Seven consumer advocacy groups are taking aim at TV Everywhere, a strategy adopted by subscription TV providers, which they claim stifles competition and violates antitrust regulations.
The groups today filed letters with the Department of Justice, the Federal Trade Commission and several congressional committees, calling for an investigation into the initiative, which would limit Internet viewing of certain programming to subscribers of the subscription service.
Comcast launched its TV Everywhere product, Fancast Xfinity, in mid-December 2009. The service offers episodes of several shows, including those airing on cable and on over-the-air TV networks. To view, consumers must subscribe to both Comcast and its Internet service. Other cable, satellite and phone companies have similar plans in the works.
The groups, Free Press, Media Access Project, Consumer Federation of America, Consumers Union, Open Technology Institute, Participatory Culture Foundation and Public Knowledge, claim the plan is the result of “illegal
“Statements by top MVPD [multichannel video programming distributor] executives demonstrate that MVPDs would not introduce TV Everywhere services unless assured of an agreement with competitors,” the letter said. “TV Everywhere is thus designed to ensure consumers cannot cancel their MVPD subscriptions and turn to competing TV services that use the Internet, Internet-connected televisions and set-top devices, which perhaps include over-the-air digital streams. By tying online television to incumbent MVPD subscriptions, TV Everywhere is designed to undermine new forms of competition and consumer choice currently emerging over the Internet.”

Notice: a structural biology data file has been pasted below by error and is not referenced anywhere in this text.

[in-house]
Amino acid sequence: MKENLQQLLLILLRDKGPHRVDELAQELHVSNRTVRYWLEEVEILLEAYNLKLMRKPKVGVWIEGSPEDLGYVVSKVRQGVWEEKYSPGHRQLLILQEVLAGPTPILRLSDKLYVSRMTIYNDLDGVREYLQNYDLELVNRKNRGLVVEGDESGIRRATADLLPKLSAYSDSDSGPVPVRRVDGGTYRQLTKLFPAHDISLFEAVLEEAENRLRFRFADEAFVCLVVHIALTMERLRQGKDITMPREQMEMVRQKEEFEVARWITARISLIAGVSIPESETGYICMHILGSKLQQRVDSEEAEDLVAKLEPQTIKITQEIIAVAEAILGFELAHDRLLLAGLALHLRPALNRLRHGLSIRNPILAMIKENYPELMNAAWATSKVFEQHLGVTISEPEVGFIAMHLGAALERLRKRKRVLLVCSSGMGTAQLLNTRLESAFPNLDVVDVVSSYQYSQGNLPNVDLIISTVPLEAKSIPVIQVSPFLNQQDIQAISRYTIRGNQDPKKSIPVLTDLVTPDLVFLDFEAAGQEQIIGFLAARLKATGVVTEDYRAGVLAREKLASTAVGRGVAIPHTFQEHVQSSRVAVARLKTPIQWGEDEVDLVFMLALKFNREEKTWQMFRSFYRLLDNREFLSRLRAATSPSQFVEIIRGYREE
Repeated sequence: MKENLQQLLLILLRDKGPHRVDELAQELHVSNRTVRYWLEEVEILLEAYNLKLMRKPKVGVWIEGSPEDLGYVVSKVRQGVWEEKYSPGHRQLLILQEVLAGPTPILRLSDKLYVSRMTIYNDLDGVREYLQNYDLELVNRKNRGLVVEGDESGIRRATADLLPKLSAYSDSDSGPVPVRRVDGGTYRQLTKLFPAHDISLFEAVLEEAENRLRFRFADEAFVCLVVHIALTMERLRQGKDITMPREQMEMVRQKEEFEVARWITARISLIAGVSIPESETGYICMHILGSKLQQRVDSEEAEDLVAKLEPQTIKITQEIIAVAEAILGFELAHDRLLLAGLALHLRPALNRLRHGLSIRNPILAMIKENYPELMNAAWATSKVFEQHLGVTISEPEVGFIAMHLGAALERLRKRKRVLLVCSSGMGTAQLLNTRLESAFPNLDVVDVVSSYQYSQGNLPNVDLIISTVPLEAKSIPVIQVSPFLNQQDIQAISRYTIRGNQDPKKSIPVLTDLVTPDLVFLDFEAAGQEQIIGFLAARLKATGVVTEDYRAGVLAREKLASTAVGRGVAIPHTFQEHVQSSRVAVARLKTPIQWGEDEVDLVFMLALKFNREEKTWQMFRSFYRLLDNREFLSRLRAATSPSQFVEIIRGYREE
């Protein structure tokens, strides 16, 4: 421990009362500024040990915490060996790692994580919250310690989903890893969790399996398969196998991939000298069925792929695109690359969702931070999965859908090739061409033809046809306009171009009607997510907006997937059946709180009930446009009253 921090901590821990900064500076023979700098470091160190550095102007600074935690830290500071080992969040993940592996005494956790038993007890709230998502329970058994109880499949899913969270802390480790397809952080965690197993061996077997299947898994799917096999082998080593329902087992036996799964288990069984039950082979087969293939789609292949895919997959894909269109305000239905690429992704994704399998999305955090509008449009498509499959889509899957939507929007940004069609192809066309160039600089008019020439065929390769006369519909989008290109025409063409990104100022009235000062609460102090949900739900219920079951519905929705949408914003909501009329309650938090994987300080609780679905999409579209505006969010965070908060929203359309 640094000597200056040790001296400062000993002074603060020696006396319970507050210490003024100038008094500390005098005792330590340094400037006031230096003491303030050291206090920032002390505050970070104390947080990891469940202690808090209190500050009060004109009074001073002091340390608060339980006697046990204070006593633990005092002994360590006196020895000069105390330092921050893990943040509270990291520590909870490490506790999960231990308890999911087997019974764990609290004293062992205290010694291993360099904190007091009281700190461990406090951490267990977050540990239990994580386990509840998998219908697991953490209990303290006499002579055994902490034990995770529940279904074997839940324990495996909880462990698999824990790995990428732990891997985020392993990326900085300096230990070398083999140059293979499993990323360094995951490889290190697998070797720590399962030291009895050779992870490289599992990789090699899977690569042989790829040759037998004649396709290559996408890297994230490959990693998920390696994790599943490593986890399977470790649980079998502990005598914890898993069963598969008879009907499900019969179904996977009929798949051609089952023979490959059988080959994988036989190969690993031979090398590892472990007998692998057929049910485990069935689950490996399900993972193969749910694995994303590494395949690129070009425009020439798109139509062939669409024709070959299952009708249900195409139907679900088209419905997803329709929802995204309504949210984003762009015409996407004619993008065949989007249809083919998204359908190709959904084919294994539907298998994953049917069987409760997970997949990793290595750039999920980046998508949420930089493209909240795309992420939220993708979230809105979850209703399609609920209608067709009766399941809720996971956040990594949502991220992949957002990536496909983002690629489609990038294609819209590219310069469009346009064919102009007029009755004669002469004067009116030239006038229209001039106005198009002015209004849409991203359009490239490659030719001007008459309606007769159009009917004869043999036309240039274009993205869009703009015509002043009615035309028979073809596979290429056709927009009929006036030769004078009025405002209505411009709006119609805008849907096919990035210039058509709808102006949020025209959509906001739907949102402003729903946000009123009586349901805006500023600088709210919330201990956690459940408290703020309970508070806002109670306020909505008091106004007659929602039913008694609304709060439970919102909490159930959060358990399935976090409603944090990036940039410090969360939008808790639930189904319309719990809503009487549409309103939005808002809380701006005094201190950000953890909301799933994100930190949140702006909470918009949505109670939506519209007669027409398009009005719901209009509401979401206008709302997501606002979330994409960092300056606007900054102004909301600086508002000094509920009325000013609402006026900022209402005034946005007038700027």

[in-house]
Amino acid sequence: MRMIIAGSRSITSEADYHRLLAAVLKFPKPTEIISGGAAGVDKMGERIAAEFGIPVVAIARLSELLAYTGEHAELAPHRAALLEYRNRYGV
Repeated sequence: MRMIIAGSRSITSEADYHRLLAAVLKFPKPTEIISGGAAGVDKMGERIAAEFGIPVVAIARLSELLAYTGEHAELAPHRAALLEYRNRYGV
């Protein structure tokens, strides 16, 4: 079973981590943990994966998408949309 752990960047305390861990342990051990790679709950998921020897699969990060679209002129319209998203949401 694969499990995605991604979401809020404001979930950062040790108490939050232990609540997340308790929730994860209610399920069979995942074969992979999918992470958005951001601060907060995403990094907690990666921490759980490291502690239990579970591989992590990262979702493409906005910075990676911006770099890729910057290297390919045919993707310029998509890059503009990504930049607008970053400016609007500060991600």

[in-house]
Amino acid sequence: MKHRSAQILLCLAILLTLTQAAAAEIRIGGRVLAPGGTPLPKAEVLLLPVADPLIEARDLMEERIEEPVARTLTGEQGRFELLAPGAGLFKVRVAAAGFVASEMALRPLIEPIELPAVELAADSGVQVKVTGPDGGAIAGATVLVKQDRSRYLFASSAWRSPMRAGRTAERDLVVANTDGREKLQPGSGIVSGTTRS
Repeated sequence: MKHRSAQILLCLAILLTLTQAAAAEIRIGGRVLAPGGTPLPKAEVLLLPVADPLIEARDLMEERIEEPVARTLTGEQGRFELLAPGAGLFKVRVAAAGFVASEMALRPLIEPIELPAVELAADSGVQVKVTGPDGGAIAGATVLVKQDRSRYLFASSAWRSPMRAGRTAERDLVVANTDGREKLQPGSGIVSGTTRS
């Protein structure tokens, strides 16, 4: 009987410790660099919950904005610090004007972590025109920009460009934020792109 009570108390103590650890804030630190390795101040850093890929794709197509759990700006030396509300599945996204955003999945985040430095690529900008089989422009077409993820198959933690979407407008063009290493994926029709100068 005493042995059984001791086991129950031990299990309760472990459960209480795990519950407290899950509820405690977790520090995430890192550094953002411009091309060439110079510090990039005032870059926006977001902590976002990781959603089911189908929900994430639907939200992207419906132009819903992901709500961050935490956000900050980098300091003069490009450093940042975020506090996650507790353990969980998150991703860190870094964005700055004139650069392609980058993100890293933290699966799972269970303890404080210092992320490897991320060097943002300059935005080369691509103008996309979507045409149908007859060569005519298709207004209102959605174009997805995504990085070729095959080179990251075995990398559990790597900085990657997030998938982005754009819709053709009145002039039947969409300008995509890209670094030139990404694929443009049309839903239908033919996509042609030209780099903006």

Kyle McSlarrow, president and CEO of the National Cable & Telecommunications Association, took issue with the opinion of the consumer groups, stressing that the new online service would be provided at no extra charge and include
programming from competing program networks.
“The call for an ‘investigation’ of TV Everywhere has no factual or legal basis no matter how many times Free Press and its allies repeat the words ‘collusion,’ ‘cartel’ and ‘illegal,'” McSlarrow said in a statement. “In the name of protecting competition, they would actually reduce the amount of online content available to consumers.”
The conflict comes at a time when all program providers, including broadcast and cable networks, are searching for ways to distribute and monetize content across emerging platforms.
“A model that would give consumers the option to get more value, by access to online content, as part of the TV subscription they already pay for is something that consumers should have the right to embrace or reject,” McSlarrow said.